Home renovation

Do-it-yourself or hire a pro? The best for your home renovation

There are tons of reasons homeowners try to tackle their home renovations and renovations themselves, but probably the most common is cost. Professional contractors are expensive.

On average, general contractors charge $50 per hour, according to contractor research service Thumbtack. For larger projects, you could end up paying close to $30,000 for contracted services, plus the tab for basic labor and building materials. And then there are the subcontractors, the specialists who do specific tasks: plumbers, for example, charge $45 to $200 an hour.

DIY is undoubtedly cheaper. But it can also be inconvenient, dangerous or even illegal.

Deciding whether to DIY or hire a professional doesn’t have to be complicated or stressful. It can be as simple as going through a checklist of questions — weighing factors like safety, expertise, and time investment — to see what makes sense. Here’s how to determine the best plan for your home improvement project.

Is it safe to DIY?

Whether it’s balancing on a roof, installing a fuse box, or handling a 250-pound garage door, some home renovations pose the risk of physical danger. Before taking on any DIY project, always ask yourself: Could I be hurt or killed doing this? If the answer is yes – or even maybe – then hiring a professional is not only the best option, but the only option.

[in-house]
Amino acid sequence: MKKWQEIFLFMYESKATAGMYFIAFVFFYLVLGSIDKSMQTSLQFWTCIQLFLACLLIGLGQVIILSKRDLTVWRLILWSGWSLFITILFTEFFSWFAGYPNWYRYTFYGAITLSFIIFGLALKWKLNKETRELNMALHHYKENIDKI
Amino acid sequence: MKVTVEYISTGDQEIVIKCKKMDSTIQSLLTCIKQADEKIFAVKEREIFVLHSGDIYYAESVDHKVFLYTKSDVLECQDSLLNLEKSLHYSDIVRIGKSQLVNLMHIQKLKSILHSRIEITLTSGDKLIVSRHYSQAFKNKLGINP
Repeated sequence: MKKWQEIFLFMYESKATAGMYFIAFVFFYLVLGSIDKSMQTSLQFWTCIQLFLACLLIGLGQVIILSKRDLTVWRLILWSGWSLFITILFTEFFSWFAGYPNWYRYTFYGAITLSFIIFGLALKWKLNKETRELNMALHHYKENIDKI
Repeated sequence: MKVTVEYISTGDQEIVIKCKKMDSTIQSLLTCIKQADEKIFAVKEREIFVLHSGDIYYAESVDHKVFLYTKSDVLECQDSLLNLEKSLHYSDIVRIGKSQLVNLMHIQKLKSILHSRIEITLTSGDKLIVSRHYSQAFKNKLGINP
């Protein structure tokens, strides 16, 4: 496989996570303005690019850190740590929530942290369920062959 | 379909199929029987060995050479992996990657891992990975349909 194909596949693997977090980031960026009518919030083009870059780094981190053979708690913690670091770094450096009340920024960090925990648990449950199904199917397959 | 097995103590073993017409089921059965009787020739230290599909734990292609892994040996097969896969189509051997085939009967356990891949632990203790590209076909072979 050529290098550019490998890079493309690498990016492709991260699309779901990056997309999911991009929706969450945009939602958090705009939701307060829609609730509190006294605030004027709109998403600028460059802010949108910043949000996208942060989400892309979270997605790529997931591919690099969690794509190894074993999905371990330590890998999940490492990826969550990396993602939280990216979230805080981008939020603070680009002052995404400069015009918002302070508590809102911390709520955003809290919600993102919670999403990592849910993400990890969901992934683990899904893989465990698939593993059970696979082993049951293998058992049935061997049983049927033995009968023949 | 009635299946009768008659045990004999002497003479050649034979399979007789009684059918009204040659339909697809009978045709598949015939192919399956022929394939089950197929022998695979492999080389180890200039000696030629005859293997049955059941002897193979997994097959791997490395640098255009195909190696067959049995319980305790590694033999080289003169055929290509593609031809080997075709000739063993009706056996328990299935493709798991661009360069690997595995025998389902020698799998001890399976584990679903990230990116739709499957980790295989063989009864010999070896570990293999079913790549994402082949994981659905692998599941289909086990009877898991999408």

Think not just of yourself, but of others: Do you have safe places to store tools and hazardous materials out of reach of children and pets? Is there a danger in leaving supplies behind, especially if you only work intermittently?

It is for safety reasons that people must be trained and authorized to do certain jobs. In fact, if you have a homeowners association, you may not even be allowed to proceed without a bonded professional.

Do you have the skills to tinker?

Building a fence, knocking down a wall, or varnishing a table are small home improvement projects that homeowners often do on their own, picking up a new skill along the way and reveling in the sense of accomplishment later. However, other projects do not lend themselves well to a “learn as you go” approach. Remodeling bathrooms, replacing a fireplace or installing a new furnace are complex projects that require special skills and advanced knowledge. In general, any major renovation or replacement involving electricity/gas, heating or water usually requires the services of a licensed professional and should not be a handyman.

Remember that if you make a mistake in your DIY project, not only will it damage your home and destroy its appearance, but you’ll also likely need to hire a contractor to fix the mess. And it can cost even more than hiring one in the first place.

Do you have time to craft?

Do-it-yourself projects can save you money, but time is also money – and home improvement projects can take weeks or months, especially for hobbyists. Will your schedule allow you to take on a long-term burden? Specifically, how time-sensitive are the mechanics of a project: will you need to let something dry for two days? Need to move quickly while the materials are hot? Can you work on it intermittently or does it require several consecutive hours of uninterrupted work?